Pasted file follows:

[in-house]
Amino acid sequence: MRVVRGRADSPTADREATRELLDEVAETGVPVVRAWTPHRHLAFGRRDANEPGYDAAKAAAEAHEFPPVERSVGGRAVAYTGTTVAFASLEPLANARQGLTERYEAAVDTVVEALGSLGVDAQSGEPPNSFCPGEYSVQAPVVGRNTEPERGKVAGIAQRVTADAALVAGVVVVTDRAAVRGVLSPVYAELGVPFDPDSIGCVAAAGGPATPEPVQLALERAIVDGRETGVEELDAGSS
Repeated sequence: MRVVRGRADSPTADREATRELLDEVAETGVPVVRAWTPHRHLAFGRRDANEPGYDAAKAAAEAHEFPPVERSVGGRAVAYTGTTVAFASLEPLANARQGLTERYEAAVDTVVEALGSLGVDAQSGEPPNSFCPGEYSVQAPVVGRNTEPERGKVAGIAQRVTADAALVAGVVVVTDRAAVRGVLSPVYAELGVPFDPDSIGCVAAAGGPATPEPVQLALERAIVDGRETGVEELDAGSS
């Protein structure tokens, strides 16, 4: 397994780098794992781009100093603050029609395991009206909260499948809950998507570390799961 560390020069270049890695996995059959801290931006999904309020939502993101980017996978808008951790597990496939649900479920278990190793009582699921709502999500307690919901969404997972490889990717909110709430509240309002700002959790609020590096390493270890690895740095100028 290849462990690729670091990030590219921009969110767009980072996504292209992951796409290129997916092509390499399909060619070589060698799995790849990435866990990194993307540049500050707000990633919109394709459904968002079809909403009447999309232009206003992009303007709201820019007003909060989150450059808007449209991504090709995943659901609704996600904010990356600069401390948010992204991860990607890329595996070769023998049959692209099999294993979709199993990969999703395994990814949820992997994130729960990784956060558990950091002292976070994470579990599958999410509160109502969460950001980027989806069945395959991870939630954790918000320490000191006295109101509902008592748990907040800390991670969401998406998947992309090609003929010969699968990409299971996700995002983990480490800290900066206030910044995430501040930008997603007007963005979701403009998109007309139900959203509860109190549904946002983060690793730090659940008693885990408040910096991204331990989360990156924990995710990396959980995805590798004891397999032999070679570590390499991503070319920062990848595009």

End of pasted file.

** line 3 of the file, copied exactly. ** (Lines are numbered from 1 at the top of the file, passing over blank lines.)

Repeated sequence: MRVVRGRADSPTADREATRELLDEVAETGVPVVRAWTPHRHLAFGRRDANEPGYDAAKAAAEAHEFPPVERSVGGRAVAYTGTTVAFASLEPLANARQGLTERYEAAVDTVVEALGSLGVDAQSGEPPNSFCPGEYSVQAPVVGRNTEPERGKVAGIAQRVTADAALVAGVVVVTDRAAVRGVLSPVYAELGVPFDPDSIGCVAAAGGPATPEPVQLALERAIVDGRETGVEELDAGSS